Young people are talking politics on TikTok. Is this a good thing?

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Short videos in support of Sen. Elizabeth Warren, Andrew Yang, President Donald Trump, and other candidates abound on the social site TikTok. Their impact remains to be seen, as Yang dropped out of the race by mid-February. News@Northeastern Graphic – Courtesy of TikTok

A meme has been making the rounds on the internet recently, purporting that the U.S. Constitution allows an impeached president to run for office an additional two terms so long as there is no conviction by the Senate.

The fact-checking website Snopes set the record straight in October, rating the claim as false, but the meme appeared to have been revived last week by users of Facebook and the video-sharing app TikTok amid the Senate impeachment trial of President Donald Trump.

Nicholas Beauchamp is an assistant professor of political science in the College of Social Sciences and Humanities at Northeastern. Photo by Matthew Modoono/Northeastern University

One widely shared video perpetuating the claim reportedly received tens of thousands of views before it was removed by TikTok, underscoring the perception that the app is becoming increasingly political as it grows in popularity, especially among young people.

A report by The Wall Street Journal contends that young people are flocking to TikTok to express their political views, promote their favorite candidates, and react to political news. While this appears to be a good thing at face value, some in the field of law and politics are concerned that, as has happened with Facebook and Twitter, TikTok could be used to spread false information ahead of the presidential election.

Nicholas Beauchamp, an assistant professor of political science at Northeastern, says that though the platform doesn’t seem to be inherently suited for political content, it could be susceptible to the spread of misinformation.

“One thing that’s interesting about it as a platform for studying is that it is imagery, which is hard to track down and hard to detect,” Beauchamp says. “Short videos are even harder to measure. It’s going to be really hard to track the spread of [false information on TikTok], much more so than, say, Twitter, where even as images and memes rose in prominence, the bulk of it was through text, which is pretty easy to analyze.”

One reason that TikTok, which boasts 123 million downloads in the U.S. alone, is attractive to young users in particular is that, relative to other social media platforms, it’s easy to create content that goes viral. As such, there is concern that propaganda such as the post about the Constitution that went viral on Facebook and TikTok could pose a challenge for the platform to spot and flag, and therefore fictitious posts run the risk of spreading unabated.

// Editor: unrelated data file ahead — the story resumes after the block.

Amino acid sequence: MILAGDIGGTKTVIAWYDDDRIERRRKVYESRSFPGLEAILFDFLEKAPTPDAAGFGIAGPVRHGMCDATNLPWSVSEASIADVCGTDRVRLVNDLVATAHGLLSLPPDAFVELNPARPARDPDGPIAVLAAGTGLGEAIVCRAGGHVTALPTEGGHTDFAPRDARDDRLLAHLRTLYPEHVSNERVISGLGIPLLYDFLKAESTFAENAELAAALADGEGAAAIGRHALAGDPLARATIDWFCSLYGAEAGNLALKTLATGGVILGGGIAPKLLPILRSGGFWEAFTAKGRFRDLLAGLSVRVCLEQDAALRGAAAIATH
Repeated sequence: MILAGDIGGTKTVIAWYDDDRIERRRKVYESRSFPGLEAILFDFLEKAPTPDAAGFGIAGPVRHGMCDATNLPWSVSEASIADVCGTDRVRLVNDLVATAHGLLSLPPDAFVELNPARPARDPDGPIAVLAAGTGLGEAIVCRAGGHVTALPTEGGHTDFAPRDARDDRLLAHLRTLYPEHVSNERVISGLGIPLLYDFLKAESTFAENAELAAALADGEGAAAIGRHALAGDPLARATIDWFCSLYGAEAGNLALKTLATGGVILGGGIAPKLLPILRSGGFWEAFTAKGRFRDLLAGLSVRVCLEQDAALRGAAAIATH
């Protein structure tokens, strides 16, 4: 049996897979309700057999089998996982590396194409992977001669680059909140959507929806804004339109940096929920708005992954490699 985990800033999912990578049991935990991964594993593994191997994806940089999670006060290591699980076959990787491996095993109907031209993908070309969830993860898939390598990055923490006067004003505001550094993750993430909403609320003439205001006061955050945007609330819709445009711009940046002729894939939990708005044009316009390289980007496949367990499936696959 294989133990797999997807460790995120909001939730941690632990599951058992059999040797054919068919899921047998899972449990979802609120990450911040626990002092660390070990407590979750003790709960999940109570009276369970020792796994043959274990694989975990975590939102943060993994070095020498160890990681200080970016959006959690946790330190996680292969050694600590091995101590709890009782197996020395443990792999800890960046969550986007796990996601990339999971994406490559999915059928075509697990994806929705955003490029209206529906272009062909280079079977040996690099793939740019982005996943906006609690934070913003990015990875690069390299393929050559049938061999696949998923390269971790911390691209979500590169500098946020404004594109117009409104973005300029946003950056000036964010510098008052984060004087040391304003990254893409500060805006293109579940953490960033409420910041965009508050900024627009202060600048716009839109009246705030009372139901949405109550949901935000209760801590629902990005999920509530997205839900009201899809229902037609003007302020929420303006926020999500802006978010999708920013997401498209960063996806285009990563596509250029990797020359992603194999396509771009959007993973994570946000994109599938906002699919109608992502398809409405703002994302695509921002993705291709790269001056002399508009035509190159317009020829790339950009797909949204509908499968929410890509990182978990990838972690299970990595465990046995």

Beauchamp muses that our fears about young people spreading false information may be unfounded. He cited the research of his colleague, University Distinguished Professor David Lazer, which showed that older and more conservative people were responsible for spreading the bulk of the fake news shared during the last election cycle. 

In some ways what that might lead you want to do is be slightly more optimistic that these newer platforms that are almost exclusively dominated by younger people might be less subject to these sorts of problems,” says Beauchamp.

He notes also that on sites such as Facebook and Twitter, users shared content not based on whether or not it was true, but because they found the content entertaining. In an effort to circumvent the spread of fake news, last week, Twitter announced a new feature that enables users to flag information that appears to be misleading users about the election in November. 

What remains to be seen, says Beauchamp, is whether young people will fall prey to the misinformation they see on TikTok. There is some evidence, he says, that young people tend to be slightly more skeptical of what they see online.

“That’s certainly the goal or the dream, that growing up with this leads you to be a little bit more skeptical and careful of your persona,” Beauchamp says. “But there’s evidence in both directions on that sort of thing.”

Beauchamp opines that stronger regulations by the government of media companies and tech giants will be necessary in countering the spread of false information. Until then, he says that companies such as Facebook have set a good example in employing strategies to reduce the distribution of false news rather than resorting to direct removal or censorship.

“When it comes to misinformation, maybe that’s a slightly more tractable situation where you don’t have to censor everything; you can just sort of turn the dials on the spreading of things if you discover something severely false and spreading at a great rate,” says Beauchamp.

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